In an exciting development for the Royal Australian Navy Arafura Class Offshore Patrol Vessel (OPV) Program, crew training has kicked off. Over the past three years, Luerssen Australia in conjunction with the Capability Acquisition and Sustainment Group and the Royal Australian Navy has analysed and designed a specific training package to prepare incoming OPV crews. The training is a consolidation of instructor led and student self-paced learning and provides a realistic environment via 3D simulation to prepare sailors and officers to operate the OPVs. The crew are able to immerse themselves in a fully rendered 3D environment which will allow them to familiarise themselves with the individual compartments, rooms and equipment prior to boarding the vessel for the first time in real life.
The training will be delivered at the OPV Training Centre at HMAS Stirling on Garden Island and it is expected to take approximately six months for each crew. All crew posted to an OPV will undertake the familiarisation course, as well as a variety of operator and maintainer courses depending on their role. Luerssen Australia’s dedicated Training Team will deliver the courses, many of whom are Navy veterans who bring years of experience to help gear up the next generation. Luerssen Australia is employing Australian workers, in Australian shipyards, using Australian steel to provide the Royal Australian Navy with the Australian made vessels it needs for the future.
Luerssen Australia Chief Executive Officer, Jens Nielsen, said,” this is an important milestone and is proud to be helping the first crew get ready to deploy. “The commencement of OPV crew training is another critical achievement in Luerssen. Australia’s delivery of the Arafura OPV Program. This training once again shows Luerssen Australia is committed to delivering the Navy the capability it needs as soon as possible. The first OPV, NUSHIP Arafura, was launched in December last year, and we have four other vessels under construction in South Australia and Western Australia. Luerssen Australia has a long-term strategy for building and sustaining minor warships and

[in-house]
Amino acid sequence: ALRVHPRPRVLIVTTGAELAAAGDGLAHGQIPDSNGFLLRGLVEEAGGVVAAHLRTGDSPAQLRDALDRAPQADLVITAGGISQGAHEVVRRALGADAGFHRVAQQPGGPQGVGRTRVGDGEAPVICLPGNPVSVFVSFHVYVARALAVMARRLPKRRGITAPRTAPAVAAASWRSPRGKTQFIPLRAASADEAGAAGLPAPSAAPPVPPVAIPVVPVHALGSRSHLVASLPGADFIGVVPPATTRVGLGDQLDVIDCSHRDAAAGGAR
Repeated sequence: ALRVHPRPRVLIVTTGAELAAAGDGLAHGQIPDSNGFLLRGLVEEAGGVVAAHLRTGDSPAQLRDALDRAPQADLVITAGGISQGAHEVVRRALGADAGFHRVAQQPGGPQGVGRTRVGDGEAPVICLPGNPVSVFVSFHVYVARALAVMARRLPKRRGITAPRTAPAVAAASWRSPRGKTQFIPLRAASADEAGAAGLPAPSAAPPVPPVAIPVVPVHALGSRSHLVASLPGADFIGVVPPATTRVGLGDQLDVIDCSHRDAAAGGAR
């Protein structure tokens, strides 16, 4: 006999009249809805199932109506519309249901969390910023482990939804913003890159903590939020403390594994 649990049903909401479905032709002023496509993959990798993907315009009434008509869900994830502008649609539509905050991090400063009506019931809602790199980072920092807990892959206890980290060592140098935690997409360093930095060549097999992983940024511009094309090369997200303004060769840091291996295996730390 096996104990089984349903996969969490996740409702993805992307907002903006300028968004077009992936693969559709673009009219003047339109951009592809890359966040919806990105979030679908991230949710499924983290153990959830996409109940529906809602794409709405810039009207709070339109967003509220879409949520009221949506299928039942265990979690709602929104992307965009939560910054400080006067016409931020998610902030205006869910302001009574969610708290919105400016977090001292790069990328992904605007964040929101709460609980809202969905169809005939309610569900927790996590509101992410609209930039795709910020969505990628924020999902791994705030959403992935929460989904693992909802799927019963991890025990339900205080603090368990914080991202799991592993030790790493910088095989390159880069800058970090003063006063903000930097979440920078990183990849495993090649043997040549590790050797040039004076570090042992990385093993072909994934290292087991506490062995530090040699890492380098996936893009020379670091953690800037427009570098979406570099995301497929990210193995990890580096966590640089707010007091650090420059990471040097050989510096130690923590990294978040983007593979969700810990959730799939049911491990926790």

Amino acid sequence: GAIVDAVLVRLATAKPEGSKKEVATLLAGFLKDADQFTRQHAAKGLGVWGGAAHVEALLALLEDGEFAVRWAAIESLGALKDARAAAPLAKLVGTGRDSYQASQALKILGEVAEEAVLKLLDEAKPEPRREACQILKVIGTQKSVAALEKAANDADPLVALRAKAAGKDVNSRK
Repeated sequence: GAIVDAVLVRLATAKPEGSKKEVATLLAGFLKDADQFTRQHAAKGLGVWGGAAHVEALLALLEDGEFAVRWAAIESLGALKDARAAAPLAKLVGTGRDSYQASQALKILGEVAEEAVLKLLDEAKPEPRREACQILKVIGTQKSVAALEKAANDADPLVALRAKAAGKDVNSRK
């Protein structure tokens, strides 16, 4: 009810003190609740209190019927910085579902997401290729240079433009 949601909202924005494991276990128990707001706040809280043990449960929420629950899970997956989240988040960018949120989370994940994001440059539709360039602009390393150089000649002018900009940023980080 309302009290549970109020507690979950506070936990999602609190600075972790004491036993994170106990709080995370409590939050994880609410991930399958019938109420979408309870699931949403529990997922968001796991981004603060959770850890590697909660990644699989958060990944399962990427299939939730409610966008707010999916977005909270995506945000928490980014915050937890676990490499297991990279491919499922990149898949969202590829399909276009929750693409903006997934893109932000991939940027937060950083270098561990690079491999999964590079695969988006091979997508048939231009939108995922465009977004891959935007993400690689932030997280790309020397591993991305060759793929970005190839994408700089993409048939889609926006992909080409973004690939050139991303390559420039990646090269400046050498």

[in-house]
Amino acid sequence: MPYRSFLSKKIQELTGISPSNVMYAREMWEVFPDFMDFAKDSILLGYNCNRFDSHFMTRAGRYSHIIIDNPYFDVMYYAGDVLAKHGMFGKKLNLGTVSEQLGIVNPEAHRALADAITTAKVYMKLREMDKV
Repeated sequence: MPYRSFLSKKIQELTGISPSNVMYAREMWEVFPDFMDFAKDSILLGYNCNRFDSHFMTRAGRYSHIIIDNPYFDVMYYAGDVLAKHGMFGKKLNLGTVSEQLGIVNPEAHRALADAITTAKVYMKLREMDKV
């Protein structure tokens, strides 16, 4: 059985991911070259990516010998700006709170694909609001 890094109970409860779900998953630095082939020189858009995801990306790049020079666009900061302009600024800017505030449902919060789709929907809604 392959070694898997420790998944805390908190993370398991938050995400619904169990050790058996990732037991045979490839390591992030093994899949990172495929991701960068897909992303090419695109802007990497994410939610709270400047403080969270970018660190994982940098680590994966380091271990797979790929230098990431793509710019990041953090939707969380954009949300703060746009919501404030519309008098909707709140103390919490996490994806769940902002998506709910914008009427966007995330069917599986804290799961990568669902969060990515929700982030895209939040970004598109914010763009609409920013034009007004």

large vessels in Henderson”
The Arafura class is a class of offshore patrol vessels being built for the Royal Australian Navy (RAN). Initially proposed in the 2009 Defence White Paper and marked as procurement project SEA 1180, it was originally planned that 20 Offshore Combatant Vessels (OCV) would replace 26 vessels across four separate ship classes: the Armidale-class patrol boats, the Huon-class minehunters, the Leeuwin-class survey vessels, and the Paluma-class survey motor launches. The Arafura-class is based on the Lürssen-designed Darussalam-class, operated by the Royal Brunei Navy. Each vessel has a gross displacement of 1,640 tonnes, and measures 80 metres (260 ft) long, with a beam of 13 metres (43 ft) and a draft of 4 metres (13 ft). Propulsion power is from two MTU 16V diesel engines rated at 4,440 kilowatts (5,950 hp) each, which drive variable pitch propellers and give a top speed of 22 knots (25 mph), and shipboard electrical power is generated by MAN diesel engines. Shipboard armament was originally intended to be a single 40 mm gun and two 12.7 mm guns.